Reaping Business and Operational Benefits by Moving Analytics and Machine Learning to Hybrid Cloud

Chapter 1: Why Hybrid Cloud and Why Now?

Hybrid cloud lets businesses deploy workloads and data on a mix of on-premises, private cloud, or public cloud infrastructure. That gives businesses great flexibility and allows them to optimize workloads by selectively matching infrastructure to needs. And as such, hybrid cloud is ideally suited to the evolving infrastructure needs of modern business

How much interest is there in hybrid cloud? Some industry surveys found hybrid cloud adoption is on the rise. Roughly half (48 percent) of the respondents in one survey plan to migrate 50 percent or more of their applications to a cloud this year. That aligns with the findings of another survey conducted last year that found that more than a third (38 percent) of the organizations already had a hybrid cloud strategy in place.

What’s driving the interest in hybrid? Hybrid cloud goes well with the embracement of cloud-native development and the composable enterprise. New applications are being built as an assembly of components based on microservices and APIs. Similarly, old monolithic applications are being deconstructed, offering up particular services, code, or data for use in new applications. A hybrid cloud strategy allows businesses to run different elements of such distributed applications where they would run best in the most cost-effective manner.

Digital transformation is another driver for the adoption of hybrid cloud. Digital transformation is about developing innovative offerings quickly and meeting customer availability and app performance expectations. A hybrid cloud strategy makes that all possible so that software developers can iterate as quickly as possible without having to wait for IT to set up servers, storage, and networking on-premises. Yet, it allows a business to keep apps and data that need to be secured on-premises.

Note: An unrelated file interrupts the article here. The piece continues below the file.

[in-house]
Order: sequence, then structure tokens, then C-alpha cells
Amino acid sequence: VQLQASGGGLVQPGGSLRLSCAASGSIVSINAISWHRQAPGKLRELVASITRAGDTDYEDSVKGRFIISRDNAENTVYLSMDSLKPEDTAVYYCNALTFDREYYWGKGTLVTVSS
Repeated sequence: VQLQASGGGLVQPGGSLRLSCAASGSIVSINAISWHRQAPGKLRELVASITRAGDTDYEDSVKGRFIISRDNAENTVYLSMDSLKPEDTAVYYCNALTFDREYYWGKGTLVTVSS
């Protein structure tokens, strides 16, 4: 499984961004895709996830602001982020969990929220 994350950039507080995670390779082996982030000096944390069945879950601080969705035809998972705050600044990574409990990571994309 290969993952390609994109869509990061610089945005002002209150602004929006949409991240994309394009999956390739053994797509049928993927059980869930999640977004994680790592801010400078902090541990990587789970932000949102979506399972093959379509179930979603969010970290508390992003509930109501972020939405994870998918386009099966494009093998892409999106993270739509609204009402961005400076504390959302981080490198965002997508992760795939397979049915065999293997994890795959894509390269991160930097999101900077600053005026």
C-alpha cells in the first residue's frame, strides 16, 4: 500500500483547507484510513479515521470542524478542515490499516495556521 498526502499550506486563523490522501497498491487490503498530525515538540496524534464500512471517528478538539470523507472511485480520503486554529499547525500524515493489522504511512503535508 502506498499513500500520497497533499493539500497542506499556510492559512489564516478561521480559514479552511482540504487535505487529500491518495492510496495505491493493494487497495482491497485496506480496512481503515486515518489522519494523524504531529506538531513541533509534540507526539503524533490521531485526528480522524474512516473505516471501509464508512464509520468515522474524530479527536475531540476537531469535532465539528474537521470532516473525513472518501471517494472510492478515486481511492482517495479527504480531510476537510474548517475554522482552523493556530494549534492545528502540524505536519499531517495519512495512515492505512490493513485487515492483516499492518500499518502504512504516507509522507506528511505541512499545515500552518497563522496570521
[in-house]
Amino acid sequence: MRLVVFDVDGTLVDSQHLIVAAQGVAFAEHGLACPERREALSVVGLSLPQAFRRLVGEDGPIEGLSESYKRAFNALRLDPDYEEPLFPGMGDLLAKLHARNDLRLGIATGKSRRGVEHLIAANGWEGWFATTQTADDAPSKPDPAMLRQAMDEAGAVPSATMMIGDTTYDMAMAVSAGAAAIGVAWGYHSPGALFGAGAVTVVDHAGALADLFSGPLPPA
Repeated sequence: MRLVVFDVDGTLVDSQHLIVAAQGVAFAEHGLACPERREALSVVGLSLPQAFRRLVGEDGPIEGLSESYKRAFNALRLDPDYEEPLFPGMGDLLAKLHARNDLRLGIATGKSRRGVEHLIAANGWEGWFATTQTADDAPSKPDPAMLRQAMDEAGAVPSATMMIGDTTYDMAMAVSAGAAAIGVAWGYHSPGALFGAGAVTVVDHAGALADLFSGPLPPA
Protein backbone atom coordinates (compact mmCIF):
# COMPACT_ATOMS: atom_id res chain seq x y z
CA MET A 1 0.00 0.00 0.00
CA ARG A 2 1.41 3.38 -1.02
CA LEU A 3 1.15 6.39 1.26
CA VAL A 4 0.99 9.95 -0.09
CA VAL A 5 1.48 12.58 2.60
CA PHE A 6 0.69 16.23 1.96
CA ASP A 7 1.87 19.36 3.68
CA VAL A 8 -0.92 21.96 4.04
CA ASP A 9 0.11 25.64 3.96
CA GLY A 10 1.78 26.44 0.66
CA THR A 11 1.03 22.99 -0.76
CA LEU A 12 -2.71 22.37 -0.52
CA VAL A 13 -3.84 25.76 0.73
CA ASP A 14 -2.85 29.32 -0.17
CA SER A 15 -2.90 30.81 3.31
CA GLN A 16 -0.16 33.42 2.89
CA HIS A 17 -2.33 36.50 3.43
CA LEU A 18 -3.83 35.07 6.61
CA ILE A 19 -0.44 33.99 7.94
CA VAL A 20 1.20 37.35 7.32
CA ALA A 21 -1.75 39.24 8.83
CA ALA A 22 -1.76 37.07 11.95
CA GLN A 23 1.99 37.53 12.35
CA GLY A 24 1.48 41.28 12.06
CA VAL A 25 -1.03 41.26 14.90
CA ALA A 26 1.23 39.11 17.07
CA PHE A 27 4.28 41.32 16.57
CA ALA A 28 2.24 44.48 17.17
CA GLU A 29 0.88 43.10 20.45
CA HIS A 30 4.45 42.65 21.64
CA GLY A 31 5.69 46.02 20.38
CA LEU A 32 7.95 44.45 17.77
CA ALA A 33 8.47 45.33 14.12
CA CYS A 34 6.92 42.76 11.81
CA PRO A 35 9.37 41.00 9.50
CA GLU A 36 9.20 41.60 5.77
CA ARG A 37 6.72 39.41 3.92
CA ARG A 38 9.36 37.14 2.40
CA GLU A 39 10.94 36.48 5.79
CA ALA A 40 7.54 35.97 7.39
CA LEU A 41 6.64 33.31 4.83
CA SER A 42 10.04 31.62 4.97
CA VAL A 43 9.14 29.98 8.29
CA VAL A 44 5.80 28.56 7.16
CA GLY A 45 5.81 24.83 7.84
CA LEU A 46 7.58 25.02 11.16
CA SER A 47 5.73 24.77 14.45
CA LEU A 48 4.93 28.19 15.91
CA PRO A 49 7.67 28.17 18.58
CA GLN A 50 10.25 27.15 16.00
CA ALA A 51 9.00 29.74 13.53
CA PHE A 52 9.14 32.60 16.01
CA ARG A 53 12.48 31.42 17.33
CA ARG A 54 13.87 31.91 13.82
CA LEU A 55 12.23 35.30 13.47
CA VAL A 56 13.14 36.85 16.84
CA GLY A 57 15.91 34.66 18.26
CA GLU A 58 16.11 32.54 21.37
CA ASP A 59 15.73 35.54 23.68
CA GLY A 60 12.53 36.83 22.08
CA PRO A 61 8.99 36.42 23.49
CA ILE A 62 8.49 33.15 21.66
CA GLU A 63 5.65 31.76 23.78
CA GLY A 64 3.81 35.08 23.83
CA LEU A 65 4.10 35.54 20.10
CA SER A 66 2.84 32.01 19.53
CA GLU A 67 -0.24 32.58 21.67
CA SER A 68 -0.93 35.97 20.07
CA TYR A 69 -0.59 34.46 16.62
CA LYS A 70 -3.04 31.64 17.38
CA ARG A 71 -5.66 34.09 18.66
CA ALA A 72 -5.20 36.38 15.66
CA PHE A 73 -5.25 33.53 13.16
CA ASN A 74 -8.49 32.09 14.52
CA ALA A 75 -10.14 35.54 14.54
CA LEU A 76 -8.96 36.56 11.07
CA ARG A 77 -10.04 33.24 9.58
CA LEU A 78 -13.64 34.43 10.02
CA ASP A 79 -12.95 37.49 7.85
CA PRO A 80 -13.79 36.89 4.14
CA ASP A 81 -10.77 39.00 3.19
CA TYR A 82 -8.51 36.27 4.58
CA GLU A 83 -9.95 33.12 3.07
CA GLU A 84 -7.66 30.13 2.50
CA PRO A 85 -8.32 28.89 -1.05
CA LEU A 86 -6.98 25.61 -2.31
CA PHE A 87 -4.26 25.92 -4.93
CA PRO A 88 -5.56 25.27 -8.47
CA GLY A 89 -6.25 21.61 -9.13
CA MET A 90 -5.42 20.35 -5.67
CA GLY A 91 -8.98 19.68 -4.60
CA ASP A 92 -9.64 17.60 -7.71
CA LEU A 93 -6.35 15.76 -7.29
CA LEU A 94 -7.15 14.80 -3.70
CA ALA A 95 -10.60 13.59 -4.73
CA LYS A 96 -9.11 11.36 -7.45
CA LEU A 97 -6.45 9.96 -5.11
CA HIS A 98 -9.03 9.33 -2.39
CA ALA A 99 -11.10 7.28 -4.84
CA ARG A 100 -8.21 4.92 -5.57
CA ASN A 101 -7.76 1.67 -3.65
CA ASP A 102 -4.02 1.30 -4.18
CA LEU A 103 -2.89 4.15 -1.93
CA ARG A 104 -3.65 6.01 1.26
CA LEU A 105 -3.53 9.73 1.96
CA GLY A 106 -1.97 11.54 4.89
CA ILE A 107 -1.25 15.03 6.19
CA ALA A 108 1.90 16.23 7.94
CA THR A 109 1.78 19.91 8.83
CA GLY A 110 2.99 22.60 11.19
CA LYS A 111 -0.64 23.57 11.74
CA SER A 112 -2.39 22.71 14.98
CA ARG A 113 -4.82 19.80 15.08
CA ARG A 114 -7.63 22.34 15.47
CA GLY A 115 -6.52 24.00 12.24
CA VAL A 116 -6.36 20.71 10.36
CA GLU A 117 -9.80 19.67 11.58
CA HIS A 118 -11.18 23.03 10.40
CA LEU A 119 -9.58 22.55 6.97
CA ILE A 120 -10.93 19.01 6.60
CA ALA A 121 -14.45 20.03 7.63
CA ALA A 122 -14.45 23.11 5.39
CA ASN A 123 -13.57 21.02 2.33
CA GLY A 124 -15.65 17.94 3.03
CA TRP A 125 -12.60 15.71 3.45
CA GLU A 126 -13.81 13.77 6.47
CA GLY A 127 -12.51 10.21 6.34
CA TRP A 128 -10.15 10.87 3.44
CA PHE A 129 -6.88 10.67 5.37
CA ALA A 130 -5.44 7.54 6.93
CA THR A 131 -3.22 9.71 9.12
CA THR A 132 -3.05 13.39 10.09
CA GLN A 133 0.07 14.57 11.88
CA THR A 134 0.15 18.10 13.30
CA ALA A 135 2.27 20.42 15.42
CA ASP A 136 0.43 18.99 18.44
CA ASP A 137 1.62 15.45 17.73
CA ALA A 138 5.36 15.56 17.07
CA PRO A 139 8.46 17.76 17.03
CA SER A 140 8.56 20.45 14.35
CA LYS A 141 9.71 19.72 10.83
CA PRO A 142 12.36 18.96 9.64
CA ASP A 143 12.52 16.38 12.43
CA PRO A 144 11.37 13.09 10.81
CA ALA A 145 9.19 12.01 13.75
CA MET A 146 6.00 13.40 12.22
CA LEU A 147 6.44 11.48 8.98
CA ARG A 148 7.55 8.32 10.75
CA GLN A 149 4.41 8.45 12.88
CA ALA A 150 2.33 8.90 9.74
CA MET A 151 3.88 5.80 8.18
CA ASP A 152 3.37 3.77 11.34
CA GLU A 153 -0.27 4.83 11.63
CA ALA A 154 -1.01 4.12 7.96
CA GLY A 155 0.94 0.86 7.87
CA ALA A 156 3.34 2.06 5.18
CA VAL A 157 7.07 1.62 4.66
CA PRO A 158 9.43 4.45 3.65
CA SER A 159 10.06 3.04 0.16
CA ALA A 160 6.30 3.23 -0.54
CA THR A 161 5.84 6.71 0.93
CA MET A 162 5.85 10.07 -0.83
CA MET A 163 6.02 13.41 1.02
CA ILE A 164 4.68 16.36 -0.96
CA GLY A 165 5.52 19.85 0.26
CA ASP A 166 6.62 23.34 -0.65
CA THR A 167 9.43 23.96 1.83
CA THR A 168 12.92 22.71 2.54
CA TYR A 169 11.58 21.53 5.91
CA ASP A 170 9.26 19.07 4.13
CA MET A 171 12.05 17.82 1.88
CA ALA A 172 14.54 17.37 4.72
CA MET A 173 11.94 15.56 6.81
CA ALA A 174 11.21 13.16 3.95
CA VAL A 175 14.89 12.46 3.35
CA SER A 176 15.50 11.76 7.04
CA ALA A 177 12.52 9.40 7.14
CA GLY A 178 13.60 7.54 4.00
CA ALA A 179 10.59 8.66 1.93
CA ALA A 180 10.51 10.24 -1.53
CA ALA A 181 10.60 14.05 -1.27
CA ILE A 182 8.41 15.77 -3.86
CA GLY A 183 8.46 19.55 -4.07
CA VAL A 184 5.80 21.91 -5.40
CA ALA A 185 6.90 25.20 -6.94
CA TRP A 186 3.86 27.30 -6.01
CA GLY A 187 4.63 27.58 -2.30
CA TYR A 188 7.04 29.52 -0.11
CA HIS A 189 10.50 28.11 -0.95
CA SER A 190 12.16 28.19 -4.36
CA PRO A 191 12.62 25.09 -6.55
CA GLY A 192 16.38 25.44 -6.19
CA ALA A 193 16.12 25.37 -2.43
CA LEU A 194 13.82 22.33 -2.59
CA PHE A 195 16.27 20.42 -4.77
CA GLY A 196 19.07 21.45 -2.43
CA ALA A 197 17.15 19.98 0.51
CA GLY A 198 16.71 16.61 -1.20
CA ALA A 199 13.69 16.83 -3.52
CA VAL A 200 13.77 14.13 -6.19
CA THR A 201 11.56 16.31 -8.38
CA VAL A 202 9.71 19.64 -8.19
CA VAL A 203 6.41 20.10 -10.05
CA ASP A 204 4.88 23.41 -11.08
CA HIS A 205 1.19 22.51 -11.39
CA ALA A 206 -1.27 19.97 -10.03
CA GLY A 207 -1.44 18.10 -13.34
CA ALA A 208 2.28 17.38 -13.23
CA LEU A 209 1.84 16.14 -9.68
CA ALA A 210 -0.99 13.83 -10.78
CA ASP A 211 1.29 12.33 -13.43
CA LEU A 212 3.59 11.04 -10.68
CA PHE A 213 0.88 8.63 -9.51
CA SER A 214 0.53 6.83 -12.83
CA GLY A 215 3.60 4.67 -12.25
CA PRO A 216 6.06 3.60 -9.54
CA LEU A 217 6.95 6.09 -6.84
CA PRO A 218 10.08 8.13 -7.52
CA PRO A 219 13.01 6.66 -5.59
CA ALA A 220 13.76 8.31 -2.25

Hybrid cloud also gives businesses the ability to place and shift workloads and data to the rig right infrastructure as requirements evolve. For example, it might make sense to move data on a public cloud back on-premises or to a private cloud if data privacy regulations are strengthened in a particular region. Similarly, an AI or ML model might be proven out on-premises but moved to a highly-scalable public cloud when deployed in production so that the needed compute power is available.

Such deployment flexibility is increasingly essential. Some applications will be best targeted to one type of cloud early in its development life cycle, only to have that shift to another later on. For example, it is quite common for a new consumer application to have wildly varying demand when first released but over time to have its usage settle. A hybrid approach gives a business the option to use a public cloud to quickly scale and meet surges in demand but then bring an app back on-premises when demand plateaus to reduce costs.

Past, present, and future

The old adage “what’s old is new again” rings true for hybrid cloud. Back in 2009, the National Institute of Standards and Technology (NIST) started developing a working definition of cloud computing. After 16 iterations, it finalized its work, noting that multiple deployment models included private, public, and hybrid, which together offered a new way to deliver services.

The NIST touted reasons for using hybrid cloud back then were that “cloud computing is a model for enabling ubiquitous, convenient, on-demand network access to a shared pool of configurable computing resources (e.g., networks, servers, storage, applications, and services) that can be rapidly provisioned and released with minimal management effort or service provider interaction.” And it noted that organizations that used cloud were more likely to reap the promised benefits of cloud—cost savings, energy savings, rapid deployment, and customer empowerment.

It is safe to say those insights hold true today. But what of the future? Hybrid cloud reflects enterprise IT’s overall and ongoing shift from a centralized to a distributed model. And perhaps the best indication of hybrid cloud’s value going forward is the synergies it brings with edge.

Edge is exploding. Sensors, IoT devices, and other data-producing units provide status and operational data for everything from an IT device to equipment on a production line to a pallet in a tracker trailer. Rapid analysis of that data is key to many aspects of business operations.

As such, there is a great overlap between hybrid cloud and edge. Hybrid cloud is about running work-loads in the best possible environments; edge computing is about bringing the environment to a workload and its associated data.

A last word

Hybrid deployments are the new norm. Most businesses are shifting workloads to the cloud or building new cloud-native applications from scratch. With few exceptions (e.g., pure cloud-native startups), workloads and data will run and reside on a combination of on-premises systems, private clouds, and public cloud services.